Student Voice


April 23, 2024



Department of Education releases loan default information

September 29, 2011

UW-River Falls is listed as below the national average for student loan default rates, but its numbers are still steadily rising.

The U.S. Department of Education has recently released the Fiscal Year 2009 (FY2009) national student loan cohort or group default rate, which has increased to 8.8 percent in 2009 from its 2008 rate of 7.0 percent in public institutions. UWRF however has only increased to 2.6 percent in 2009, up .6 percent from its 2008 rate of 2.0 percent.

“We do have a low default rate here at UWRF. I credit both our staff and our student population,” said the UWRF Financial Aid Director Barbara Stinson. “Any rise you see in that is reflective of the new way in calculating it recently.”

According to the FY2009 report it consisted “Of borrowers whose first loan repayments came due between Oct. 1, 2008 and Sept. 30, 2009, and who defaulted before Sept. 30, 2010.” The report went on to say that “Borrowers who defaulted after the two-year period are not counted as defaulters in this data set.”

In a U.S. Department of Education press release the U.S. Secretary of Education Arne Duncan stated, “These hard economic times have made it even more difficult for student borrowers to repay their loans.”

Even though the rate at UWRF hasn’t risen greatly, the Financial Aid office does keep a close eye on these numbers to make sure the students can afford their education. “I do watch it, but I wouldn’t say that I am overly worried about it at this time. That said, we do need to be aware of this and need to educate our students to help them in both planning and managing their debt,” Stinson said.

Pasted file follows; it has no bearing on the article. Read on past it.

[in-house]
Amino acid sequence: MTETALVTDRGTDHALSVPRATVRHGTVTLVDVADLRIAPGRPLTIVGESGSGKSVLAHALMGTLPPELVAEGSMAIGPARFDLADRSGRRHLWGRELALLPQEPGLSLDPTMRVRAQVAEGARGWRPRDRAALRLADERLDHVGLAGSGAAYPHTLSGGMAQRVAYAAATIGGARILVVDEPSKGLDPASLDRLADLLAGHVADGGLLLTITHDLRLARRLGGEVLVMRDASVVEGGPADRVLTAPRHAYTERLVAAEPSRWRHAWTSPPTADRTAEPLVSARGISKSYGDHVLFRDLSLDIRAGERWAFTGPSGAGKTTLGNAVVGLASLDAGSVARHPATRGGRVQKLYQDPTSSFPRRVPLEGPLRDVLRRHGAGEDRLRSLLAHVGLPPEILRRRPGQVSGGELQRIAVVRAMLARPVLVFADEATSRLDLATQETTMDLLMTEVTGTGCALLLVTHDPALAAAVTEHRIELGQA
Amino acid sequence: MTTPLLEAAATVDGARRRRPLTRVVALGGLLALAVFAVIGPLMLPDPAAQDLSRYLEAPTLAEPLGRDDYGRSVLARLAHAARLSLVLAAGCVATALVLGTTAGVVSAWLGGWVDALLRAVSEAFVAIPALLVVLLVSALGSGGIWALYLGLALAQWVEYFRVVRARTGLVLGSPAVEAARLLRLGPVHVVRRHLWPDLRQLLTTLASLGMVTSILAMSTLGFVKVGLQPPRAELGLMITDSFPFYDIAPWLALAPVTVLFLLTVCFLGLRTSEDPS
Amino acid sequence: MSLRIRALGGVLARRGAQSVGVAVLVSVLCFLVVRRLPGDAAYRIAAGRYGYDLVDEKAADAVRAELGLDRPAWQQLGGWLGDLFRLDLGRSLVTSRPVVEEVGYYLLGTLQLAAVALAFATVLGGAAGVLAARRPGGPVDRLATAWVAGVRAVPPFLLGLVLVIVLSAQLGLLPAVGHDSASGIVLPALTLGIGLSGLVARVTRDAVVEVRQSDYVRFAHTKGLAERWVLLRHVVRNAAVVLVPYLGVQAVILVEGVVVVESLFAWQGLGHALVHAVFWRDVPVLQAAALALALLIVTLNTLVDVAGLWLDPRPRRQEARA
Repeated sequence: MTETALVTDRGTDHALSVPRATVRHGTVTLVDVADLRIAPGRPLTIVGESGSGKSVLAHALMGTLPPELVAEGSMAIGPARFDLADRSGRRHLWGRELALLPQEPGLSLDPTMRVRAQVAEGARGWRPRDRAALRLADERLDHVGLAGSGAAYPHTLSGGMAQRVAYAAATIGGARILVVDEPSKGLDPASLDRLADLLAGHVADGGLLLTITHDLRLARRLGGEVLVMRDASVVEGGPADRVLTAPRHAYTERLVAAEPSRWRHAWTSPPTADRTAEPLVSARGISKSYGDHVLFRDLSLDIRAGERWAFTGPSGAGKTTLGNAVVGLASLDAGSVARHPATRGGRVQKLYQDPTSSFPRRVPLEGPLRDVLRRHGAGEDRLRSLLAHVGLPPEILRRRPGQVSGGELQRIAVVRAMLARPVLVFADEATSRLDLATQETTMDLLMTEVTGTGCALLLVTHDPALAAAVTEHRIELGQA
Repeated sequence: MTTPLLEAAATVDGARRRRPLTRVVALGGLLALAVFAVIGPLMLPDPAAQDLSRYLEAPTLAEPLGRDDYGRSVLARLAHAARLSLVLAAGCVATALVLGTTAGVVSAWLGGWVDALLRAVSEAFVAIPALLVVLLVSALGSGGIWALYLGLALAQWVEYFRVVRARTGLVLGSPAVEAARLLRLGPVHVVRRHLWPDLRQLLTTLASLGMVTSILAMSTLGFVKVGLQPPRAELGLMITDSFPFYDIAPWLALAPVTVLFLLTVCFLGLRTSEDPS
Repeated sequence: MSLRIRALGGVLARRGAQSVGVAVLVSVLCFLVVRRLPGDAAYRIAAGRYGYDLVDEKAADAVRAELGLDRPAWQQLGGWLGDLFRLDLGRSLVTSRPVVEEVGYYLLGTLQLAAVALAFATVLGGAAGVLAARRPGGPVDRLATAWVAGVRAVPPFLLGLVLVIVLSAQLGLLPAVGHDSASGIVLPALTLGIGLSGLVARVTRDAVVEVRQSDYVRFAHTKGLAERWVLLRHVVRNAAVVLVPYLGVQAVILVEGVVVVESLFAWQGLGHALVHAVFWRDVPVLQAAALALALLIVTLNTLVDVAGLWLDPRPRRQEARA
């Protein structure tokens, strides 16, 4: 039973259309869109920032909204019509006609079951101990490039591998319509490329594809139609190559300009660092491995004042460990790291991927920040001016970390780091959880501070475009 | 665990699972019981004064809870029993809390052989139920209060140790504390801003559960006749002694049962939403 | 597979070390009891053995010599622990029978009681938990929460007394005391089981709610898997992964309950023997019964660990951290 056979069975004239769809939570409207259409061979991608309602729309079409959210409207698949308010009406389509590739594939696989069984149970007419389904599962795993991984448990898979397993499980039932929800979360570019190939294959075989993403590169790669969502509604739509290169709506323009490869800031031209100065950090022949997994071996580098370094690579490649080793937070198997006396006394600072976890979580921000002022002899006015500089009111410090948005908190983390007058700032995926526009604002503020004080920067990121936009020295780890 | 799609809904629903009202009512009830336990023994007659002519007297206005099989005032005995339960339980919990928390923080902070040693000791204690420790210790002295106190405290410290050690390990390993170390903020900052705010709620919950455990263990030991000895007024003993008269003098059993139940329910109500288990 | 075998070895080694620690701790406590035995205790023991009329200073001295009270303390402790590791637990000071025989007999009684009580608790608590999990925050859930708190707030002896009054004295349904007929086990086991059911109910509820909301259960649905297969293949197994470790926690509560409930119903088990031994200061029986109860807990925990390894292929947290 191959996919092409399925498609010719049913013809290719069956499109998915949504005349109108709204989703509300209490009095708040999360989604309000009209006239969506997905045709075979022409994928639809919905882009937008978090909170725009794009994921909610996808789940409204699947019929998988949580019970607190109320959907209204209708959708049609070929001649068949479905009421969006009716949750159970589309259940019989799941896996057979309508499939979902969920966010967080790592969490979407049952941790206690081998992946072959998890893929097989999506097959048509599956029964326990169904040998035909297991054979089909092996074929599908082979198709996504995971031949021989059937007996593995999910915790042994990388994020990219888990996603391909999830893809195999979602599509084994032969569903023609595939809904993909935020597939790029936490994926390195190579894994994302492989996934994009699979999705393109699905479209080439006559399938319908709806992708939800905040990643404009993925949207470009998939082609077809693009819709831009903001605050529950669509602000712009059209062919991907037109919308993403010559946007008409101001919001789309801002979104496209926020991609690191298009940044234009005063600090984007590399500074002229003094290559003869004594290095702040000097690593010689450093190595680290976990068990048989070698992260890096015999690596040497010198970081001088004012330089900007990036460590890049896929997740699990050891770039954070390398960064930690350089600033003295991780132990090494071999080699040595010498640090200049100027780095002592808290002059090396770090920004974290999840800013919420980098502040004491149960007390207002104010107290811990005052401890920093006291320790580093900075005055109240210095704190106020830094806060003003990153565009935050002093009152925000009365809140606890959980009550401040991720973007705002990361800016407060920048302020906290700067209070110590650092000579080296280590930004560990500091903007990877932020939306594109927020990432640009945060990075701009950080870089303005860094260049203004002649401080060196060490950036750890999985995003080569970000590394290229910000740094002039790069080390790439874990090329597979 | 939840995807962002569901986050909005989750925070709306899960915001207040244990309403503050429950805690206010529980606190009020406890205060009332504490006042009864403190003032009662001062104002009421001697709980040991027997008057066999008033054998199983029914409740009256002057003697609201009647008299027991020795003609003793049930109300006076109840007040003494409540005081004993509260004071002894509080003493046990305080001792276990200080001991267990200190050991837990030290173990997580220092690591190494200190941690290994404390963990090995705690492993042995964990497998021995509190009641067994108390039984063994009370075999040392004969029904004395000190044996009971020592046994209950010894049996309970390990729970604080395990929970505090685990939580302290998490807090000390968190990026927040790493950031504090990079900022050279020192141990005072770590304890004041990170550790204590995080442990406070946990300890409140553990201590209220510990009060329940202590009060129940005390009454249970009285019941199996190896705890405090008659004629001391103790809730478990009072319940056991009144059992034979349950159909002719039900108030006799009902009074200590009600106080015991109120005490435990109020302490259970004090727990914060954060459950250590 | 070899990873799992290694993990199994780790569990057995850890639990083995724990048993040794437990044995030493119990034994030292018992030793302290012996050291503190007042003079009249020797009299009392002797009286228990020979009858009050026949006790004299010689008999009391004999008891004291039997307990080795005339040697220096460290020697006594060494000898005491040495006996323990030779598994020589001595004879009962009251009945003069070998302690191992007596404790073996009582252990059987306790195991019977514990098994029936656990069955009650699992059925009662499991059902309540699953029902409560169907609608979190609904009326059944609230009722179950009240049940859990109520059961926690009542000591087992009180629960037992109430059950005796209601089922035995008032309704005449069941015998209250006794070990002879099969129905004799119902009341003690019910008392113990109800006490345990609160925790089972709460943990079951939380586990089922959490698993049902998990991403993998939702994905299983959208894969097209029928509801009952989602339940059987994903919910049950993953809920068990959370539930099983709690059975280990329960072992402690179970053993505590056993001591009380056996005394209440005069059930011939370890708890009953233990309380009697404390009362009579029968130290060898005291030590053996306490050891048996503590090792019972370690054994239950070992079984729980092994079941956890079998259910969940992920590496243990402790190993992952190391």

The U.S. Department of Education press release also explains how the Obama Administration has stepped up to try and take some stress off student loan borrowers. “The Obama Administration has expanded flexible loan repayment options or borrowers through the income-based repayment plan (IBR). This plan makes loan payments more affordable by capping the monthly payment at an amount based on income and family size.

For-Profit schools still rank among the highest on the student loan defaulting chart. According the FY2009 report these schools rose from 11.6 percent to 15 percent. This is 7.8 percent greater than the national public institutions average.

A for-profit school is an institution that is run by a private, profit seeking company or organization. An example of this type of college would be Brown College located in Mendota Heights, which is run by Career Education Corporation.

According to the U.S. Department of Education press release, “Several institutions – notably for-profit schools – have taken action.” It goes on to state some of these institutions “have closed underperforming programs, upgraded their curriculum, begun offering free trial periods so students can try out a program before enrolling, raised admission standards, and boosted repayment rates through better loan counseling.”